Leave the "S" out of Texting

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Leave the "S" out of Texting

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Question: What do you get when you replace the first "t" in texting with an "s"?

Answer: Embarrassment, a bad reputation and possibly a criminal record!

The term "sexting" is derived from blending the words "sex" and "texting." Wikipedia defines it as "the act of sending sexually explicit messages or photos electronically, primarily between cell phones."

Think before you send…

A recent study by the National Campaign to Prevent Teen and Unplanned Pregnancy found that 20 percent of teens and 33 percent of young adults surveyed had "electronically sent, or posted online, nude or semi-nude pictures or video of themselves." In the same group, 39 percent of teens and 59 percent of young adults had sent "sexually suggestive messages" (i.e., text rather than pictures or video). These statistics show an appalling lack of self-respect—or concern for others.

The survey sponsors compiled an excellent list of five reasons why sexting is a really bad idea. Take time to read it here.

Vertical thinkers realize that such behavior is merely a form of sexual sin carried out through modern technology. In addition to the moral ramifications, many teens and young adults are facing very serious social and legal consequences.

Reputation and the law

Messages with sexual content are often redistributed to a much larger audience, far beyond the intent of the sender. In a recent Slate.com article titled "Textual Misconduct," journalist Dahlia Lithwick wryly summarized the harshness of this reality: "…young people fail to appreciate that their naked pictures want to roam free."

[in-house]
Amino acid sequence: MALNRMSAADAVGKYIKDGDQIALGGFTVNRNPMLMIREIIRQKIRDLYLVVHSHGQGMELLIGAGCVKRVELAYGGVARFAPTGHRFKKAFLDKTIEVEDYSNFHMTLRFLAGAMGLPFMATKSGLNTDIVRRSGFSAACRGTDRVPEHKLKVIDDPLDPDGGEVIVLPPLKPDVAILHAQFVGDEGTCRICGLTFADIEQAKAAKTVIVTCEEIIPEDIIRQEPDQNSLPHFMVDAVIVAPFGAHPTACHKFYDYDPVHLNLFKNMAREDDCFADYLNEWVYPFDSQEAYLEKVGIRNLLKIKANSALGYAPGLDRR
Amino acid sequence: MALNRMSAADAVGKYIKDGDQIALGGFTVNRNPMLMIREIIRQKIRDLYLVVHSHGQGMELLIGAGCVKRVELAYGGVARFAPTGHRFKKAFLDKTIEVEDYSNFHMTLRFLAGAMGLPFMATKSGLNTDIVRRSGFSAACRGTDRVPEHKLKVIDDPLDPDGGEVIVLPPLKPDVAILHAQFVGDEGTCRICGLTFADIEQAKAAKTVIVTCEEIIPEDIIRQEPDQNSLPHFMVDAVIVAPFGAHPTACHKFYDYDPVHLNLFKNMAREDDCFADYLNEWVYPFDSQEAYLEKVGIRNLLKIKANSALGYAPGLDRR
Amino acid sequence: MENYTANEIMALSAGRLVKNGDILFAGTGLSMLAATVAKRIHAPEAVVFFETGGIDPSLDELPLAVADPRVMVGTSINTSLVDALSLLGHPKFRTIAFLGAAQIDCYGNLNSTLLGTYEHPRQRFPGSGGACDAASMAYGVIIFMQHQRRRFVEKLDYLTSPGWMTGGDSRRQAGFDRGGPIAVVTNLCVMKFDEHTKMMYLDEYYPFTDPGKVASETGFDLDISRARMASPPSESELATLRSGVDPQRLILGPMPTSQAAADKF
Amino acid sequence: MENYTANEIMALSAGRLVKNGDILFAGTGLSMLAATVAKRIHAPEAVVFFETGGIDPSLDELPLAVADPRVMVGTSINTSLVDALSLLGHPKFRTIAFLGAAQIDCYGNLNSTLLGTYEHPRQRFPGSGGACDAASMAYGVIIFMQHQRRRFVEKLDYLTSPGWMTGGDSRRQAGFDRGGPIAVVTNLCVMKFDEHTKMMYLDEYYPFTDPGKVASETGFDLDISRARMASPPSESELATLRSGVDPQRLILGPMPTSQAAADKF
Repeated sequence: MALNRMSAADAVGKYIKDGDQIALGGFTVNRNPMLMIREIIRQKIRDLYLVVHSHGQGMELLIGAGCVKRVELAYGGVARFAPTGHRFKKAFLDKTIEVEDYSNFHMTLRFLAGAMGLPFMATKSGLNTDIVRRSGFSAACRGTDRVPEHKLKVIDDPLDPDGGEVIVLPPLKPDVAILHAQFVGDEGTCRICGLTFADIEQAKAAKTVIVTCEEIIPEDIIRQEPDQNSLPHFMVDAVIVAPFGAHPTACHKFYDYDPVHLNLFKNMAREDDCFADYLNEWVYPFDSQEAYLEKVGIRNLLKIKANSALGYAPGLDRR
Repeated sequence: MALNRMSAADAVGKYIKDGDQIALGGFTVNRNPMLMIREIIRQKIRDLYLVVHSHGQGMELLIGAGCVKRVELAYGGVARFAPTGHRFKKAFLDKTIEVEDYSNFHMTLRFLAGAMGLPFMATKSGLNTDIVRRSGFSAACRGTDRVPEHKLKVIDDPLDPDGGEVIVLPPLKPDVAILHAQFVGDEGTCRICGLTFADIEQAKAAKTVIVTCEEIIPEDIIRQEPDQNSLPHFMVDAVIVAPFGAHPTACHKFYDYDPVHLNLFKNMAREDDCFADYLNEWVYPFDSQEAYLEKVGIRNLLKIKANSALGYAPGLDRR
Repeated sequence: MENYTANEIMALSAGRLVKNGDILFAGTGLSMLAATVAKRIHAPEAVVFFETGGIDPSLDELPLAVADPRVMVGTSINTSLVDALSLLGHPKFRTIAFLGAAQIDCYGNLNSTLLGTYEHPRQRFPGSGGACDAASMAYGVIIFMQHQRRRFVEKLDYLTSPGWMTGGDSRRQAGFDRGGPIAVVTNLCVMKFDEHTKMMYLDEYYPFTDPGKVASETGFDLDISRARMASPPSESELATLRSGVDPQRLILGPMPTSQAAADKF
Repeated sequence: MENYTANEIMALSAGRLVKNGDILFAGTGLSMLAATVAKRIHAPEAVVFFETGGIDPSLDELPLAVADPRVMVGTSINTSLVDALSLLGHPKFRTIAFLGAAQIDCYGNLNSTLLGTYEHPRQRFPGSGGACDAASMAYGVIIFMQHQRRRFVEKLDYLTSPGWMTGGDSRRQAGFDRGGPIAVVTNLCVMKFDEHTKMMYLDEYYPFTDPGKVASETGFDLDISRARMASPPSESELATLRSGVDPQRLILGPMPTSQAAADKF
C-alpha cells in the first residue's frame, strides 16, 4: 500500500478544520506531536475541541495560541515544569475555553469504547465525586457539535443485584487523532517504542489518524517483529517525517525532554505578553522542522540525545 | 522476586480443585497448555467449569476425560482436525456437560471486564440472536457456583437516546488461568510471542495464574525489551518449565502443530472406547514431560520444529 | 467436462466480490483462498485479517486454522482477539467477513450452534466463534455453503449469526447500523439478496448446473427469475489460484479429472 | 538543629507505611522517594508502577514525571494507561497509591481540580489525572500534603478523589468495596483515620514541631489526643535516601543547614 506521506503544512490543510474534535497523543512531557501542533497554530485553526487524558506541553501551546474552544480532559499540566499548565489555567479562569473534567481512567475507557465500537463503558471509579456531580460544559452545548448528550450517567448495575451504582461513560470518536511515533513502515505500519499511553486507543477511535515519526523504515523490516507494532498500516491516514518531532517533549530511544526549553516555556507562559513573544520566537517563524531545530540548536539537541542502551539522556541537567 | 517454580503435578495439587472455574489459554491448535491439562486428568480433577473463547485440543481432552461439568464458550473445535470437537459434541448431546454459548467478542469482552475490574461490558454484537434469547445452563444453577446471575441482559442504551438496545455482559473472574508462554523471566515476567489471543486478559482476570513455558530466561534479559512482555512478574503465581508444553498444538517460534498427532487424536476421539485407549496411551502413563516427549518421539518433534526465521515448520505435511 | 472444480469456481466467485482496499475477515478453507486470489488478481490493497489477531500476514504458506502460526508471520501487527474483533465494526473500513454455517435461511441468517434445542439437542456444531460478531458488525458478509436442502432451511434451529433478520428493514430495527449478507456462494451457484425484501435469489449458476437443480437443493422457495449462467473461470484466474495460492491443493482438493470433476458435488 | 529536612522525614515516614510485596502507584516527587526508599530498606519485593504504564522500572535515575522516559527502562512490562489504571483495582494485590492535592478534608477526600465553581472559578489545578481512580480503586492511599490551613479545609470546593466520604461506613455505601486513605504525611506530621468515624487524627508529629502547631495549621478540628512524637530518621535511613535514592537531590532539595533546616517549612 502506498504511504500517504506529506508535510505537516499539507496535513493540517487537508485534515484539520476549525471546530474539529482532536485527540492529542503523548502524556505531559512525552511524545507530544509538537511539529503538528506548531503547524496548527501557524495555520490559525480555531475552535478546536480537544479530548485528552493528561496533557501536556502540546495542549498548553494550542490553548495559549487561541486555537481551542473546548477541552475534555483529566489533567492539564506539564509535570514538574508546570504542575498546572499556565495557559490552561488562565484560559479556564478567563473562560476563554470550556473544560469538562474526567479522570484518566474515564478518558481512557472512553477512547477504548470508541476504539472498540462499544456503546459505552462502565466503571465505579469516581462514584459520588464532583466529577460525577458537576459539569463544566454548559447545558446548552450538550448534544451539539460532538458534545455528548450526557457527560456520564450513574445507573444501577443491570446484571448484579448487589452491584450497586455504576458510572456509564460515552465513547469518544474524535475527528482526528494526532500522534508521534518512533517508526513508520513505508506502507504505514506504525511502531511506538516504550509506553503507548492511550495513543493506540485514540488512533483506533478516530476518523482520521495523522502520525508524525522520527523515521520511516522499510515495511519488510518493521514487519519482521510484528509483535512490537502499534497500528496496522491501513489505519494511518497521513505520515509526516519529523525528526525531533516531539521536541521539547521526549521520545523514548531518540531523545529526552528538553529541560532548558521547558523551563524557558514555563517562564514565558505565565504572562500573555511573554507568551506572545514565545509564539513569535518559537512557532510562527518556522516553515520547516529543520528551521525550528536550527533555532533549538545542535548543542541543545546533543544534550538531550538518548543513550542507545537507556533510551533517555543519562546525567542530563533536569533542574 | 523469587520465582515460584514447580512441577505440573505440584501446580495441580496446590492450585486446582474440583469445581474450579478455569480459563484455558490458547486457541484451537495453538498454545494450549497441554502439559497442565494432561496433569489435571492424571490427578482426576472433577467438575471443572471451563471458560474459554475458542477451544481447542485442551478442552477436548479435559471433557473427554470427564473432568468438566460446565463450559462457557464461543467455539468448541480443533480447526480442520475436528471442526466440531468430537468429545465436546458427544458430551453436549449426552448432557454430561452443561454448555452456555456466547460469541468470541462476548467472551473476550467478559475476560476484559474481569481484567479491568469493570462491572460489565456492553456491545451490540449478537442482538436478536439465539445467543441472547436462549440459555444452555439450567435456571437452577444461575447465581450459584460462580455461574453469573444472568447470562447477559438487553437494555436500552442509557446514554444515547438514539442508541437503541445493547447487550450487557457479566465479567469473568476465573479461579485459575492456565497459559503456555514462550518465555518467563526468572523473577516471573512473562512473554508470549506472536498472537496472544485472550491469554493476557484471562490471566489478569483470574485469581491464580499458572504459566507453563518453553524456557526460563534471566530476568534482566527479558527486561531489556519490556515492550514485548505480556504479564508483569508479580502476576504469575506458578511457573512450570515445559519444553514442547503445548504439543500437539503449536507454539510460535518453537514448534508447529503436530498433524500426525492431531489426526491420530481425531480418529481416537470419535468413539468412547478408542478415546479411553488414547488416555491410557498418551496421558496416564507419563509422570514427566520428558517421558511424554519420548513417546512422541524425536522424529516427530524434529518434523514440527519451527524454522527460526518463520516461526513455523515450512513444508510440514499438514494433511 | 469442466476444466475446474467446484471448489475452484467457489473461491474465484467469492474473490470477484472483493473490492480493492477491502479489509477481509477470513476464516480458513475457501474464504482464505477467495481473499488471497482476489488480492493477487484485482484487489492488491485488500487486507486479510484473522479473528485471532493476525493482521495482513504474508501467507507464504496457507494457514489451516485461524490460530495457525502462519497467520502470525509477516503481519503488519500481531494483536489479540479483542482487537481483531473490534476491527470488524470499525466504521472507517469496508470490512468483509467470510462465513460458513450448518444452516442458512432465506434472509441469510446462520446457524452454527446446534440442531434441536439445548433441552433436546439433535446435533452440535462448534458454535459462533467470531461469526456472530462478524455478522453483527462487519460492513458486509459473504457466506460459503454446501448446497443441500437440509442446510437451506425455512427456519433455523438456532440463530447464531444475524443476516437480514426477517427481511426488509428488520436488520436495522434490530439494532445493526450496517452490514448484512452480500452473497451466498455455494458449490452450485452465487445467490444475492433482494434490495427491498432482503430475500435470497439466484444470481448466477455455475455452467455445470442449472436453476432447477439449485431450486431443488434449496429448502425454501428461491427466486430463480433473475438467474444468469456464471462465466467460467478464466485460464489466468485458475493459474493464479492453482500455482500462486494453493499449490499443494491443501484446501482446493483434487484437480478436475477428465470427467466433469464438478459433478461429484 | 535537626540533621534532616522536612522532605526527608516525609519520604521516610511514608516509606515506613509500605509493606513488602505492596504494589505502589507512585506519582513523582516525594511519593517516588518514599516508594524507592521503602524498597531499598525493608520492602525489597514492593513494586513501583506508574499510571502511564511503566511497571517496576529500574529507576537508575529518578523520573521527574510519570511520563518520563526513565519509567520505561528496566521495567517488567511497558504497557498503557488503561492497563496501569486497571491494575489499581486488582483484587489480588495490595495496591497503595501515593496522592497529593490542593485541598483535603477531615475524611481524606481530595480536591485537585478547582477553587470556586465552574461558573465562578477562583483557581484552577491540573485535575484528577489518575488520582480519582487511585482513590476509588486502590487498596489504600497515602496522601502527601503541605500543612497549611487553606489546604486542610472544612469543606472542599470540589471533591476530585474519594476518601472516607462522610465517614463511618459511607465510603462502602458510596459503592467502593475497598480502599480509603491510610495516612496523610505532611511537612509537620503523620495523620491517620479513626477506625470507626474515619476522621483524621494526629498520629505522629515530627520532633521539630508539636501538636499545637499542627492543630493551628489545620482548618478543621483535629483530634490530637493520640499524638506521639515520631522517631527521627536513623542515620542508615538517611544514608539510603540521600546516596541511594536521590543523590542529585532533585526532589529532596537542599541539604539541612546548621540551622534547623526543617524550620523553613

Many are shocked when things they send or post "privately" roam into view of the entire football team—or worse yet, the whole school—or worse yet, a college recruiter or potential employer—or worse yet, the local police.

Lithwick cites a host of cases at the far end of "worse yet" to consider. In Pennsylvania, Indiana and Ohio, among other states, teens caught sexting have been prosecuted on felony charges of disseminating and possessing child pornography.

The economics of sex

Not surprisingly, the most valuable lesson on this topic comes from the pages of your Bible. Proverbs chapter 5 is a lesson on why sexual purity is so important. Verses 15-17 illustrate the concept with an analogy based on a simple economic principle: The value of an item is determined by how easily it can be obtained.

In other words, something that is unique and rare is more precious than something everybody has access to. These three verses use water as a symbol for a person's sexuality. In that time and geographic location, water was an extremely scarce resource; it was highly prized and closely guarded—still is in many parts of the world.

Our sexuality must be treated the same way. The sexual aspects of our hearts, minds and bodies should be jealously protected and saved for only one person—your husband or wife—whether you are married now or still waiting to meet Mr. or Miss Right.

No "s" in texting

Correctly spelling "texting" requires a wider understanding of the divine value of sexuality. Read "Unintended Consequences vs. Intended Rewards" to learn more.

Don't get involved in sexting for any reason. Nothing is worth allowing your sexuality to become something common and freely available. Instead, guard it diligently, and it will become a treasure of great value for both you and your spouse. VT